Zen master John Daido Loori describes shikantaza as a challenging practice in spite of its name's simplicity. Mental strength (joriki) is not achieved through sustained concentration as in breath meditation, but through awareness of the flow of mind, without actively attempting to let go of a thought. The user must watch its thoughts, "without analyzing them, judging them, attempting to understand or categorize them," being only aware of them. According to him, this helps mental activity move on and produce samadhi.
When you're doing shikantaza you don't try to focus on anything specifically, or to make thoughts go away. You simply allow everything to be just the way it is. Thoughts come, thoughts go, and you simply watch them, you keep your awareness on them. It takes a lot of energy and persistence to sit shikantaza, to not get caught up in daydreaming. But little by little, thoughts begin to slow down, and finally they cease to arise. When the thought disappears, the thinker disappears.
Commenting on Loori's words, meditation expert Eric Harrison likens shikantaza to a psychological process of extinction, in which repeated reduction of a behavioral response eventually leads to no response.
Loori describes awareness as the one thing necessary to the practice of shikantaza. This requires a heightened state of mental alertness, which he warns cannot be maintained for too long periods of time. He recommends to practice shikantaza half an hour to an hour, then stand up and practice kinhin in order to relax the mind before sitting down and continuing.
Shunryū Suzuki states about shikantaza, "do not try to stop your mind, but leave everything as it is. Then things will not stay in your mind for so long. Things will come as they come and go as they go. Eventually your clear, empty mind will last fairly long." For his part, describing the practice's goal as being simply aware of thoughts without getting caught by them, Sean Murphy cites Taizan Maezumi as advising to "regard our thoughts as if they were clouds, watching them as they drift from one end to the mind to the other, but making no attempt to hold onto them - and when they pass over the horizon, as they inevitably will, making no attempt to grasp after them.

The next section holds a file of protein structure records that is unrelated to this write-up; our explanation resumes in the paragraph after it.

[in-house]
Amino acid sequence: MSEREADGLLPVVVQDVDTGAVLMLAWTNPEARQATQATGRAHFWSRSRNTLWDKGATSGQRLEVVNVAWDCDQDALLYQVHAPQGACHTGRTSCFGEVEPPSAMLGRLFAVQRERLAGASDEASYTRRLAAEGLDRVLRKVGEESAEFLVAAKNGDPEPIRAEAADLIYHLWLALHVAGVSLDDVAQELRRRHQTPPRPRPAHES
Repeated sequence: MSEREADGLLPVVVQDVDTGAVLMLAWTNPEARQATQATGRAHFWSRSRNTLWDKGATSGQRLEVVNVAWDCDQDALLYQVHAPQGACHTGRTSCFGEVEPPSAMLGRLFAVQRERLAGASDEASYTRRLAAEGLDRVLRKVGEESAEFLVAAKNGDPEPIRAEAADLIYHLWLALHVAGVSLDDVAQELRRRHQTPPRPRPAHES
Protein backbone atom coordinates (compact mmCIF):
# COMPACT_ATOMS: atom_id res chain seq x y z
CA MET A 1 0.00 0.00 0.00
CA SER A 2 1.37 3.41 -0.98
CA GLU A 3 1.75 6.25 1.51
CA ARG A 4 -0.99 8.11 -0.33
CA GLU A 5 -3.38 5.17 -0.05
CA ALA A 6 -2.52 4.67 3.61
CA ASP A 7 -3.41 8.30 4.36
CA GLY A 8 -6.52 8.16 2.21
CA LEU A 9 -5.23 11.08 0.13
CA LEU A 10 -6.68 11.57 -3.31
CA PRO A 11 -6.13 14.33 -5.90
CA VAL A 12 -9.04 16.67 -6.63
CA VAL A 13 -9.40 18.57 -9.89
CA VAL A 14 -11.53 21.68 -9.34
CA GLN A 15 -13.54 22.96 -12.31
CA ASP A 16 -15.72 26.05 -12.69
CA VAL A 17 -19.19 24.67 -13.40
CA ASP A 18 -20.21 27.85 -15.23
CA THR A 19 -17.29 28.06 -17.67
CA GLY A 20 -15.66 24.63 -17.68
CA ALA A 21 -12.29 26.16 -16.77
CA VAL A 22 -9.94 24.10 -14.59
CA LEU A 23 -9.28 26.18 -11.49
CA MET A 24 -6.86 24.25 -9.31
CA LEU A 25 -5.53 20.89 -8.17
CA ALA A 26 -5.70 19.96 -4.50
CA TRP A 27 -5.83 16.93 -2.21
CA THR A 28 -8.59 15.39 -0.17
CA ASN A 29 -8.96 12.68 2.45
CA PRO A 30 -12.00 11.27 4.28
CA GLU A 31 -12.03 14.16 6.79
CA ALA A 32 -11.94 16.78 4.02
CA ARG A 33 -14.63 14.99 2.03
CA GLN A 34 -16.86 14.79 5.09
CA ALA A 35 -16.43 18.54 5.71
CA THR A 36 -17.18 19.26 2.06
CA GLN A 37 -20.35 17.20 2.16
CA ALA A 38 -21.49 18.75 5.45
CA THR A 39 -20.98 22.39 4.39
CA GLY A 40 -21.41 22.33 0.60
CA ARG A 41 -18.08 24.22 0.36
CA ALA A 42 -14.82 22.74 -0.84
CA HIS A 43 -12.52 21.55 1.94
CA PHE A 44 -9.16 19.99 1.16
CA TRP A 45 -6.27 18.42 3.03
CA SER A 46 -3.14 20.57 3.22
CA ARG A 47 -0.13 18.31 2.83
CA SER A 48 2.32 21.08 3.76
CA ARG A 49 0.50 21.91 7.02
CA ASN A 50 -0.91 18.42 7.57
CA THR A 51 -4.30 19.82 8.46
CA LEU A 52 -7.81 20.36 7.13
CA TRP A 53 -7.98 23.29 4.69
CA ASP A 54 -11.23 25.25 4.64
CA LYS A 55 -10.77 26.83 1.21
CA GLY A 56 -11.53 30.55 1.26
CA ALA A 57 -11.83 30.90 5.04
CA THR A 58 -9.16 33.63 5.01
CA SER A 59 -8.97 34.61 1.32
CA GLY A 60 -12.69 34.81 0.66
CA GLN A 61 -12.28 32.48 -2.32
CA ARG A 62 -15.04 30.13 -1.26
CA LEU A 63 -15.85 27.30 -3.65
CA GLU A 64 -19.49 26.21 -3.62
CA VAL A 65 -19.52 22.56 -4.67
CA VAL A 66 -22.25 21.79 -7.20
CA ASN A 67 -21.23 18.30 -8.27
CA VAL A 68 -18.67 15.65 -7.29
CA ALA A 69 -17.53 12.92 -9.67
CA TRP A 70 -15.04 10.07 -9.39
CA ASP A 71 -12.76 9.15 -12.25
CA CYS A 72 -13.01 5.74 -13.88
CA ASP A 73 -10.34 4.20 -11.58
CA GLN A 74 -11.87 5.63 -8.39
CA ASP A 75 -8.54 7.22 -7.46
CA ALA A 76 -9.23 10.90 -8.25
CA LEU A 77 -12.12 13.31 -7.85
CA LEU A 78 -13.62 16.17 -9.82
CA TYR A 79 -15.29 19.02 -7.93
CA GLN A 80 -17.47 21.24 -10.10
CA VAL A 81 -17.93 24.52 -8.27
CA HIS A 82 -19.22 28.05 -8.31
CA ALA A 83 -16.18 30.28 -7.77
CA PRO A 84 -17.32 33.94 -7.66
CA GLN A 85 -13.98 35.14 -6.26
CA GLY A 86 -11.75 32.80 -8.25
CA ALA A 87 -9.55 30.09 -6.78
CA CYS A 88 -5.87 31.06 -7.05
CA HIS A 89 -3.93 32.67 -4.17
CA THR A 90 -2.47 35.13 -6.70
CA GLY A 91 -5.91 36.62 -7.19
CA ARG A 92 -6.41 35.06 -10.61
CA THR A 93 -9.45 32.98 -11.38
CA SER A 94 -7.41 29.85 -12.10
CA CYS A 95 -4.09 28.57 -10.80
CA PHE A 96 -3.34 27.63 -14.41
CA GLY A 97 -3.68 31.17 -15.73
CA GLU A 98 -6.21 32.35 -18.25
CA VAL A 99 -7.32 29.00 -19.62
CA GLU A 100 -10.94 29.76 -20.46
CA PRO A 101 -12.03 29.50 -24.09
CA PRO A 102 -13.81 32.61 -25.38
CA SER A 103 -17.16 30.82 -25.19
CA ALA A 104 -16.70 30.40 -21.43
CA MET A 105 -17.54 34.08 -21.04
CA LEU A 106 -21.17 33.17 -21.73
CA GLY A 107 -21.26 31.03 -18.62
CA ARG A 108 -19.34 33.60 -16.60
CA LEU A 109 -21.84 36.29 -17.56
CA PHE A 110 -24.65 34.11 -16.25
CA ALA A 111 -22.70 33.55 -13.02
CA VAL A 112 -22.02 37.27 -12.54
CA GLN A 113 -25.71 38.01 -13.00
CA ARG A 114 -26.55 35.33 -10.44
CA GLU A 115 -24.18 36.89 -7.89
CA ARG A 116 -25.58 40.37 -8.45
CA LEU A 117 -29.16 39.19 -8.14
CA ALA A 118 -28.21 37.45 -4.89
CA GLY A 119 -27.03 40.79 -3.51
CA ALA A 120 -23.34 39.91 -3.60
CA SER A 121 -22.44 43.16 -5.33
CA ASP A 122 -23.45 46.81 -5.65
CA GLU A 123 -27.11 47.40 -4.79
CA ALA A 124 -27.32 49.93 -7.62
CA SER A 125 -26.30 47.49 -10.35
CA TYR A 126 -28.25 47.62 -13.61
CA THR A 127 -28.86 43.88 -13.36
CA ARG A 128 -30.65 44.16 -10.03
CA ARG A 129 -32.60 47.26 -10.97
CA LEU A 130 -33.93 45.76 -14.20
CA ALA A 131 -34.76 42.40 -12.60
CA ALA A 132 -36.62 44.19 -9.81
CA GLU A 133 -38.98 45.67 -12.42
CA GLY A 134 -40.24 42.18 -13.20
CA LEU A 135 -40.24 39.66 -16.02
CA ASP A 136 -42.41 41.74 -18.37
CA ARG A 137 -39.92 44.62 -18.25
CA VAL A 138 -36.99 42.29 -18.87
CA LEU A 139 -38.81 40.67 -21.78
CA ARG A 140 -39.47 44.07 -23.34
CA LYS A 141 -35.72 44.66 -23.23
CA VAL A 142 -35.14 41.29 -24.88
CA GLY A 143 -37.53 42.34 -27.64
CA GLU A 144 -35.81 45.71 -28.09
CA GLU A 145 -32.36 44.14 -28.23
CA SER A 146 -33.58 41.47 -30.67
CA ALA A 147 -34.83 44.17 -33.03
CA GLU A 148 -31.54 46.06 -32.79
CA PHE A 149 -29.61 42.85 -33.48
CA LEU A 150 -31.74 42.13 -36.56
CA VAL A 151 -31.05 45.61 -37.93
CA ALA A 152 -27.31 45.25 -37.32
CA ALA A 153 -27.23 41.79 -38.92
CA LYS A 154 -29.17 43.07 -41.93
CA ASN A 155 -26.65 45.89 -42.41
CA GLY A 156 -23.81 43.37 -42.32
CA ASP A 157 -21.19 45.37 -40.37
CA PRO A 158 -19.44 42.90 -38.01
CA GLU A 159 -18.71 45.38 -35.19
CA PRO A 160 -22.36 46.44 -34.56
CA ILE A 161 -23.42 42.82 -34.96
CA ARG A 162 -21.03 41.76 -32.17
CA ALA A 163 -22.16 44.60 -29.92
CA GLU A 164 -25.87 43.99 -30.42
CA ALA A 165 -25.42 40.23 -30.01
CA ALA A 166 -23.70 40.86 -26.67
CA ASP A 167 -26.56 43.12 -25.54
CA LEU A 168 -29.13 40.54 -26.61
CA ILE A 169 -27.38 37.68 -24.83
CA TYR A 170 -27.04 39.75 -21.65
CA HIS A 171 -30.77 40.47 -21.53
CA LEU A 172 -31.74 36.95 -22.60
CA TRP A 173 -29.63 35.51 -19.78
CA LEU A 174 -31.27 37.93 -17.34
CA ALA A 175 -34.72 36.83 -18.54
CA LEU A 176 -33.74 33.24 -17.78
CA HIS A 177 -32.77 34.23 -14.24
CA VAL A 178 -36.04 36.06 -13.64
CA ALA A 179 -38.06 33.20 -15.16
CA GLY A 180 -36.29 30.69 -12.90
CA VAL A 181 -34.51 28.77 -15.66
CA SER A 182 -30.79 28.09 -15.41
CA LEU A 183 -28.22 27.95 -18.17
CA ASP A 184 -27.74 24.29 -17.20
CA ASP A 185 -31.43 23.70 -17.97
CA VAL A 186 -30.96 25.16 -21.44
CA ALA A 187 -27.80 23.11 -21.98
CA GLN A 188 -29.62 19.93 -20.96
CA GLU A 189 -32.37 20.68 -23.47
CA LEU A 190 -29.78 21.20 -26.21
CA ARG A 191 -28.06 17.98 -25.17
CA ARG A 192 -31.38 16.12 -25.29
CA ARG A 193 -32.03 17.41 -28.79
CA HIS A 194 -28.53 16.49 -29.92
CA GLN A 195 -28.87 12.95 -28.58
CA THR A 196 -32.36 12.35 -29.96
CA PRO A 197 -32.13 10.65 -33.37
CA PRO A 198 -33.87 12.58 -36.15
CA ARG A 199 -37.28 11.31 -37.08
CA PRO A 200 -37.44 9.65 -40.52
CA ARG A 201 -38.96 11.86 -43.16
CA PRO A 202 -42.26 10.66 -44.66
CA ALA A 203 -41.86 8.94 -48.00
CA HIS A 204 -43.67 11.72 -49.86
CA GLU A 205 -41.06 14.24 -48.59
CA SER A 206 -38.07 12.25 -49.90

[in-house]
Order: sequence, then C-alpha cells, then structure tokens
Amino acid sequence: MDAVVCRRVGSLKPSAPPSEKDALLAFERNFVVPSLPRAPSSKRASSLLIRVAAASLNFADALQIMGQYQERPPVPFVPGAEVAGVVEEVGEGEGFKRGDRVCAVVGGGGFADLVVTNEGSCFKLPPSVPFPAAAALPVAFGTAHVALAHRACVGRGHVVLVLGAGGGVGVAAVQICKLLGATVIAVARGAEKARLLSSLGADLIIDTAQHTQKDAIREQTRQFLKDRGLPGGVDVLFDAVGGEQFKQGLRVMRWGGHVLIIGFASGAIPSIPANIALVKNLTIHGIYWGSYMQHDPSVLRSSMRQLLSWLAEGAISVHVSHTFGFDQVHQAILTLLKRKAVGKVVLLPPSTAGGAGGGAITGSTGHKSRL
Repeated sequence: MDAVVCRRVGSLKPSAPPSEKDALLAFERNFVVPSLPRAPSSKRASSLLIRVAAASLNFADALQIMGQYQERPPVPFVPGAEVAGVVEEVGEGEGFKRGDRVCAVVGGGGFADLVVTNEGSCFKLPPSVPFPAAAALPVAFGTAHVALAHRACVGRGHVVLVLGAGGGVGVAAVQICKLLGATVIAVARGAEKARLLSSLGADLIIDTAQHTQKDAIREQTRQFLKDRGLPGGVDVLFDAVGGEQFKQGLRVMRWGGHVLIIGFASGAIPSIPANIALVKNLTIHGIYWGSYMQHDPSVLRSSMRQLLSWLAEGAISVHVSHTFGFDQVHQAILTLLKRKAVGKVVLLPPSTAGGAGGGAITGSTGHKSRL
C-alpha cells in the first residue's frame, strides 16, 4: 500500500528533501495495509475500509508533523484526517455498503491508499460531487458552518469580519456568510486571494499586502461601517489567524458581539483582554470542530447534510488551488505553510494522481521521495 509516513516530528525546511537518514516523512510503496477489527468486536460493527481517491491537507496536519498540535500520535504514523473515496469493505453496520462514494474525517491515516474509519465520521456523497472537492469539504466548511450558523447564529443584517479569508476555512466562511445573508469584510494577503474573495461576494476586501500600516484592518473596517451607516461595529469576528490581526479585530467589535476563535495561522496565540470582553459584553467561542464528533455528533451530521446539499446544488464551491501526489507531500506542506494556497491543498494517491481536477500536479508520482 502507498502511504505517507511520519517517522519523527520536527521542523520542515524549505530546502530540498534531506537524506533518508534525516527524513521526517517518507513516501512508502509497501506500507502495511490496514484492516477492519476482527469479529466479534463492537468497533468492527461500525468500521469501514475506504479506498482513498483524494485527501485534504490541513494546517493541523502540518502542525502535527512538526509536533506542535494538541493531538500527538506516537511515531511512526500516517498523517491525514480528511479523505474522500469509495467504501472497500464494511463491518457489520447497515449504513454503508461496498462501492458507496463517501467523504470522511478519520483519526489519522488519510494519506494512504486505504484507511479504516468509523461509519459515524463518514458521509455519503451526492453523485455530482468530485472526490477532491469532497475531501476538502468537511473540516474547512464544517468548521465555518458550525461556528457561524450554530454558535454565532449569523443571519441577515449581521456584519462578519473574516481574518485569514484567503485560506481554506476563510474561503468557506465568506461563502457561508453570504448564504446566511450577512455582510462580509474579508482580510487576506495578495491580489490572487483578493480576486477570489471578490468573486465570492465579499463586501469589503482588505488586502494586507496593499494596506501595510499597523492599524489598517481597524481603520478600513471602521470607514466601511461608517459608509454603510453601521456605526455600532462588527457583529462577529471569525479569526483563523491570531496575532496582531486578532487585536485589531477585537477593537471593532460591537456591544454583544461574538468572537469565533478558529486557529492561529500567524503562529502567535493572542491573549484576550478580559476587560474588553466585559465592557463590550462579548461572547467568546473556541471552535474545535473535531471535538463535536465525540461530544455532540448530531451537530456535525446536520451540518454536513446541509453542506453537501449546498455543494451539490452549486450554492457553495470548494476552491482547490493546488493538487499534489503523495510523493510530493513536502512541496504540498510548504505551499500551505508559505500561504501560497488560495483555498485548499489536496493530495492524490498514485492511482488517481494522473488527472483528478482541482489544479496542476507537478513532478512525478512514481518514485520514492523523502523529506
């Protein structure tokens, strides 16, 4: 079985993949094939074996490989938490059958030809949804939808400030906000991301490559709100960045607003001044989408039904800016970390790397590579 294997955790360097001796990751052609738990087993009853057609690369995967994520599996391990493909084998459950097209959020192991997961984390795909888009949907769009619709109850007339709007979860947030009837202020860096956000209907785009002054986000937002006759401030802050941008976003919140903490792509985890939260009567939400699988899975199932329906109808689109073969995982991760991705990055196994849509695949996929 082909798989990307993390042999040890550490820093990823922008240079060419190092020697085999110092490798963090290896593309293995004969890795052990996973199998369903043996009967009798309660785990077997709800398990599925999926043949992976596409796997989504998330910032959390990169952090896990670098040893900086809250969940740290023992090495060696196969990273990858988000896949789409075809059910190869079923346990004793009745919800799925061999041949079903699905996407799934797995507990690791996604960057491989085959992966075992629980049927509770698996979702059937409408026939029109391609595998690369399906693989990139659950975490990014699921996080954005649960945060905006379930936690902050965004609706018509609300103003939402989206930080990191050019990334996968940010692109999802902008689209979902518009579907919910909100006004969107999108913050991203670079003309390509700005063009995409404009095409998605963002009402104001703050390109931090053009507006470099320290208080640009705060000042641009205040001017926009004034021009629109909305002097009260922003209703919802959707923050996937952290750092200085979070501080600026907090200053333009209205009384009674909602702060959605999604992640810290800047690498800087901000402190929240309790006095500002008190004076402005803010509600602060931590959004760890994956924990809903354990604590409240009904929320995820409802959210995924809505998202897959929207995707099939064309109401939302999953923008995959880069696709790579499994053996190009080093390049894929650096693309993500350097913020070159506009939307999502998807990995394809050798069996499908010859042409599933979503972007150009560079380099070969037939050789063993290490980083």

Jundo Cohen warns that its meaning of "just sitting" must not be taken too literally, and underlines the importance of awareness. When faced against strong emotions or anxious thoughts, Cohen instructs to simply observe them with equanimity, "treating them like passing weather clouds". At the same time, he stresses not to play with and being pulled in by thoughts. He compares shikantaza to "the children's puzzle of Chinese finger cuffs, which are escaped not by forceful effort, but by non-resistance". Only by dropping the hunt for enlightenment, accepting everything without grasping or avoiding, can enlightenment be found in it.
A modern technique described as similar to shikantaza is called "Do Nothing Meditation" by Shinzen Young. The user is instructed to let go of all mental intentions, without trying to meditate or concentrate in any way. Any distraction or thought is allowed, unless the user feels they are intentionally thinking or doing something, in whose case they must stop this intention and let it go, including any possible struggle at it. As a result, "eventually the mind feels very spacious, open, and relaxed, but also bright, clear, and vivid".